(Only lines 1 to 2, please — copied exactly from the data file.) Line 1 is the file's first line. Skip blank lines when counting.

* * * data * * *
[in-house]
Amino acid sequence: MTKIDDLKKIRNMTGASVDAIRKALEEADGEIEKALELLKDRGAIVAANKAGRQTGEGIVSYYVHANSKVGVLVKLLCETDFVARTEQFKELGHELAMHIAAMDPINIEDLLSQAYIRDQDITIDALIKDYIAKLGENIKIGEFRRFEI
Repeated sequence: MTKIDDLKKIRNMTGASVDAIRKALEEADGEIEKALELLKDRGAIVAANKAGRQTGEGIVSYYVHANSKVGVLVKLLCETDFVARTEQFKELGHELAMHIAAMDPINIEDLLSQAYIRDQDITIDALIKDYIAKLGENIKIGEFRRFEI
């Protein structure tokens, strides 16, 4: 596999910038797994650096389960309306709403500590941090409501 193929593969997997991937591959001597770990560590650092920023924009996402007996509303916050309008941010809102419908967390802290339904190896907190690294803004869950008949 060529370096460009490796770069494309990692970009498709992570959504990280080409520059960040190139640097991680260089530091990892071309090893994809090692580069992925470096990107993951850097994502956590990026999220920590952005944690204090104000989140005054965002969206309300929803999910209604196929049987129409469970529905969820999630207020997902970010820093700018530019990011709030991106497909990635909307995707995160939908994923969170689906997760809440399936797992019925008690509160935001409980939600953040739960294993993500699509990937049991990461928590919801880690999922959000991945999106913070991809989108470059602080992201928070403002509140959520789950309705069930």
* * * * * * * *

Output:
[in-house]
Amino acid sequence: MTKIDDLKKIRNMTGASVDAIRKALEEADGEIEKALELLKDRGAIVAANKAGRQTGEGIVSYYVHANSKVGVLVKLLCETDFVARTEQFKELGHELAMHIAAMDPINIEDLLSQAYIRDQDITIDALIKDYIAKLGENIKIGEFRRFEI